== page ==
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How Does OM Holdings's (ASX:OMH) P/E Compare To Its Industry, After The Share Price Drop?

Simply Wall St

Unfortunately for some shareholders, the OM Holdings (ASX:OMH) share price has dived 43% in the last thirty days. And that drop will have no doubt have some shareholders concerned that the 81% share price decline, over the last year, has turned them into bagholders. For those wondering, a bagholder is someone who keeps holding a losing stock indefinitely, without taking the time to consider its prospects carefully, going forward.

All else being equal, a share price drop should make a stock more attractive to potential investors. In the long term, share prices tend to follow earnings per share, but in the short term prices bounce around in response to short term factors (which are not always obvious). The implication here is that long term investors have an opportunity when expectations of a company are too low. Perhaps the simplest way to get a read on investors' expectations of a business is to look at its Price to Earnings Ratio (PE Ratio). Investors have optimistic expectations of companies with higher P/E ratios, compared to companies with lower P/E ratios.

See our latest analysis for OM Holdings

How Does OM Holdings's P/E Ratio Compare To Its Peers?

We can tell from its P/E ratio of 3.25 that sentiment around OM Holdings isn't particularly high. The image below shows that OM Holdings has a lower P/E than the average (7.2) P/E for companies in the metals and mining industry.

ASX:OMH Price Estimation Relative to Market, March 21st 2020

This suggests that market participants think OM Holdings will underperform other companies in its industry. Many investors like to buy stocks when the market is pessimistic about their prospects. It is arguably worth checking if insiders are buying shares, because that might imply they believe the stock is undervalued.

How Growth Rates Impact P/E Ratios

Earnings growth rates have a big influence on P/E ratios. If earnings are growing quickly, then the 'E' in the equation will increase faster than it would otherwise. That means unless the share price increases, the P/E will reduce in a few years. And as that P/E ratio drops, the company will look cheap, unless its share price increases.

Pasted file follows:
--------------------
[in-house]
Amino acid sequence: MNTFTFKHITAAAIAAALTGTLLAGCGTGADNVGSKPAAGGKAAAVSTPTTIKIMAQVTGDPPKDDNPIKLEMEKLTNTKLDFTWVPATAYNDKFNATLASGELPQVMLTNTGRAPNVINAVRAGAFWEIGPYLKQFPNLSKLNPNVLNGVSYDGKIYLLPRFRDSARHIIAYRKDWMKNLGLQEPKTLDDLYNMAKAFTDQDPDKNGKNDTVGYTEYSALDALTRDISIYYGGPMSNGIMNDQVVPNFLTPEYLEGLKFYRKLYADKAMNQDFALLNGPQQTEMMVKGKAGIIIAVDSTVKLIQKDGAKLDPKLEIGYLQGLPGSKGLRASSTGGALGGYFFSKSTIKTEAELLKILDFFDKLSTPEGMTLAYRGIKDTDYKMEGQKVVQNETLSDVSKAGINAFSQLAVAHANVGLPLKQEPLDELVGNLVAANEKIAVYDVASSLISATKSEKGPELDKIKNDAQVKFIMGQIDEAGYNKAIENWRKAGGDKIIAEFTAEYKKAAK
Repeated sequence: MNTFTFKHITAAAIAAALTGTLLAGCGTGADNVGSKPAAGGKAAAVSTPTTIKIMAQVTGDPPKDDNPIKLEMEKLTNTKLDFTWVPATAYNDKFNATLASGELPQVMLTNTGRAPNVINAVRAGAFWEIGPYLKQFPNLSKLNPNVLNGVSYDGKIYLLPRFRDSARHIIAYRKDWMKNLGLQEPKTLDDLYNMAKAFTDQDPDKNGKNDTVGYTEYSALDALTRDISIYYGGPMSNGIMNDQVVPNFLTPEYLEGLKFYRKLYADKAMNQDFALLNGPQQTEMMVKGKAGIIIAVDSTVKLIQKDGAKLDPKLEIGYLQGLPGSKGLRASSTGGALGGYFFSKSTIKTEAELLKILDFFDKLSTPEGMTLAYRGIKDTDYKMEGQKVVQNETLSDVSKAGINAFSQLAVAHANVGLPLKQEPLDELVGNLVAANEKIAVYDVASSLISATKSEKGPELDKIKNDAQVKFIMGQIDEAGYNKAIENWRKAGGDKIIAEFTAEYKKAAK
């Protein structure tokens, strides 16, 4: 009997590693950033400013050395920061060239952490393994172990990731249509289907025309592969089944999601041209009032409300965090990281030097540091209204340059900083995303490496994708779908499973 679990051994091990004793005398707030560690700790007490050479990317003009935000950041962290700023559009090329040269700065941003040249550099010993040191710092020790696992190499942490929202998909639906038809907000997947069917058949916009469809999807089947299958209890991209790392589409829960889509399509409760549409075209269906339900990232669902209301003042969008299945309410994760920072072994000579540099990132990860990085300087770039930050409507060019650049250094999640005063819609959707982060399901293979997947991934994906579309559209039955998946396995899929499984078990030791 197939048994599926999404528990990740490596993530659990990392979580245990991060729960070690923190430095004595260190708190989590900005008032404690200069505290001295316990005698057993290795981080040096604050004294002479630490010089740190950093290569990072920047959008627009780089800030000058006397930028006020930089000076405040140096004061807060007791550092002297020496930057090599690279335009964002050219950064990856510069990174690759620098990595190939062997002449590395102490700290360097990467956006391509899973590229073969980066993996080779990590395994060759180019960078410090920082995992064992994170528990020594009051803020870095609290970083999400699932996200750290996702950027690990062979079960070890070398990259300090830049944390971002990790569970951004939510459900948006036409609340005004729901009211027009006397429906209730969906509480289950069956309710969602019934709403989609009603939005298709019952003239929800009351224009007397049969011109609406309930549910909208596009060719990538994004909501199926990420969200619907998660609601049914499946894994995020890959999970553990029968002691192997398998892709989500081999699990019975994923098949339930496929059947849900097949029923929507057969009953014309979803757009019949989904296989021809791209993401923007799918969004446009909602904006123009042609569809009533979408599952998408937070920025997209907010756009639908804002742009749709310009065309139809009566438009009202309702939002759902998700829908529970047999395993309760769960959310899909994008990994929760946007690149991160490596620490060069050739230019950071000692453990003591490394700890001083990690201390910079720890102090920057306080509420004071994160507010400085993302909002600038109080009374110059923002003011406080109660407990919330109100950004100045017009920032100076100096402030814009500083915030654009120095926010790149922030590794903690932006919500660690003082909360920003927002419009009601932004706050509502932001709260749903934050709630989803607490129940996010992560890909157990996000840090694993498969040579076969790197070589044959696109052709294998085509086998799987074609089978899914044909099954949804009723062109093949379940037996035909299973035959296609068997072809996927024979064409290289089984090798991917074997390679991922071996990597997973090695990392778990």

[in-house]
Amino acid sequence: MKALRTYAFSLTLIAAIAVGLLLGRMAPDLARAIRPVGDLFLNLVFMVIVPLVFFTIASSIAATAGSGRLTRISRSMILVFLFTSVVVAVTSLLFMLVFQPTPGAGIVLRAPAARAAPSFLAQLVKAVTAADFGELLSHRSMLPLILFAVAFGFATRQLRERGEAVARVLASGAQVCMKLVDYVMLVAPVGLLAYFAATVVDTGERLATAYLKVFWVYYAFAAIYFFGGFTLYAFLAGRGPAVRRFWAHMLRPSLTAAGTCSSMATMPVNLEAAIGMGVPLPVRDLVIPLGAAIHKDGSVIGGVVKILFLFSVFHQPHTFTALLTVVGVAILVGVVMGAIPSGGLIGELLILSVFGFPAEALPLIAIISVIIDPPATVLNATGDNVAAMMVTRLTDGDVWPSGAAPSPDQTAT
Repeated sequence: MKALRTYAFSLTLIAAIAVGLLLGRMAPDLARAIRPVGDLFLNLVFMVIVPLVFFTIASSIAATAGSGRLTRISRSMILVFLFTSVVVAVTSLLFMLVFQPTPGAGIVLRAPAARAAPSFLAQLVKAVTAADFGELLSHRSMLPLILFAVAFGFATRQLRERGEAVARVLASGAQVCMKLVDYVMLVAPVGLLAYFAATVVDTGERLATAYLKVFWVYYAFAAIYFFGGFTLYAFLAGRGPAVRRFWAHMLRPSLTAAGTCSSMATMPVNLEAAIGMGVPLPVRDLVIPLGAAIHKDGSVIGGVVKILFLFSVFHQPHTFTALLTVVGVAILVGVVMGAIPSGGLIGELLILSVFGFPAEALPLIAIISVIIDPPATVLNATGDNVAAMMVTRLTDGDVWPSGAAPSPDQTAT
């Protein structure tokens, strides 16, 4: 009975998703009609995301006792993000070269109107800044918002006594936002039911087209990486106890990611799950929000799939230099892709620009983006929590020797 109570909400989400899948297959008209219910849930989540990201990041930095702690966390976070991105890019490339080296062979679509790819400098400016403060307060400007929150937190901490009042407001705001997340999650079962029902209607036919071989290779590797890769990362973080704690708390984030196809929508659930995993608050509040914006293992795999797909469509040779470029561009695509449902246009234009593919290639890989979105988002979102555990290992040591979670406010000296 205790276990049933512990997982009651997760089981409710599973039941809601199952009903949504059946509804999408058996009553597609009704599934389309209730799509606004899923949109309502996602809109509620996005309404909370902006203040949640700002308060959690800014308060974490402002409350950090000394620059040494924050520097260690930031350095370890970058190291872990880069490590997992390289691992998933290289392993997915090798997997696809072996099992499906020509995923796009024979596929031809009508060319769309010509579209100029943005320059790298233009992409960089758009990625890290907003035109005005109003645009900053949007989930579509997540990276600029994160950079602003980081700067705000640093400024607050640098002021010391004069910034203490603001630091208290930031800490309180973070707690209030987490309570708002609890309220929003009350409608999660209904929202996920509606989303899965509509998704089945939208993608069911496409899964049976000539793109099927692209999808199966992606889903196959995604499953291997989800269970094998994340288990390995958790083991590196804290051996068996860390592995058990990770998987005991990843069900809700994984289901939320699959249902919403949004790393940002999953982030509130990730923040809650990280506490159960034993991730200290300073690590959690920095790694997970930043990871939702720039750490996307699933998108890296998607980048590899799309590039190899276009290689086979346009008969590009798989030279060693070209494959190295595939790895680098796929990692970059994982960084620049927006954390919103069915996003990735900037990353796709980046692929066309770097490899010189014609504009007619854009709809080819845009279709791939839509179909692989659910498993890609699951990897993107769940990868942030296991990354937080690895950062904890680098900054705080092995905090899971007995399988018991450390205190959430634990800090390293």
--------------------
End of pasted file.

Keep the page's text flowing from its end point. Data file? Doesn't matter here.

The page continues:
OM Holdings's earnings per share fell by 65% in the last twelve months. But over the longer term (3 years), earnings per share have increased by 92%.

Don't Forget: The P/E Does Not Account For Debt or Bank Deposits

One drawback of using a P/E ratio is that it considers market capitalization, but not the balance sheet. That means it doesn't take debt or cash into account. Hypothetically, a company could reduce its future P/E ratio by spending its cash (or taking on debt) to achieve higher earnings.

While growth expenditure doesn't always pay off, the point is that it is a good option to have; but one that the P/E ratio ignores.

OM Holdings's Balance Sheet

OM Holdings's net debt is considerable, at 231% of its market cap. If you want to compare its P/E ratio to other companies, you must keep in mind that these debt levels would usually warrant a relatively low P/E.

The Verdict On OM Holdings's P/E Ratio

OM Holdings's P/E is 3.3 which is below average (12.5) in the AU market. Given meaningful debt, and a lack of recent growth, the market looks to be extrapolating this recent performance; reflecting low expectations for the future. What can be absolutely certain is that the market has become more pessimistic about OM Holdings over the last month, with the P/E ratio falling from 5.7 back then to 3.3 today. For those who prefer to invest with the flow of momentum, that might be a bad sign, but for deep value investors this stock might justify some research.

When the market is wrong about a stock, it gives savvy investors an opportunity. As value investor Benjamin Graham famously said, 'In the short run, the market is a voting machine but in the long run, it is a weighing machine. Although we don't have analyst forecasts shareholders might want to examine this detailed historical graph of earnings, revenue and cash flow.

Of course, you might find a fantastic investment by looking at a few good candidates. So take a peek at this free list of companies with modest (or no) debt, trading on a P/E below 20.

If you spot an error that warrants correction, please contact the editor at editorial-team@simplywallst.com. This article by Simply Wall St is general in nature. It does not constitute a recommendation to buy or sell any stock, and does not take account of your objectives, or your financial situation. Simply Wall St has no position in the stocks mentioned.

We aim to bring you long-term focused research analysis driven by fundamental data. Note that our analysis may not factor in the latest price-sensitive company announcements or qualitative material. Thank you for reading.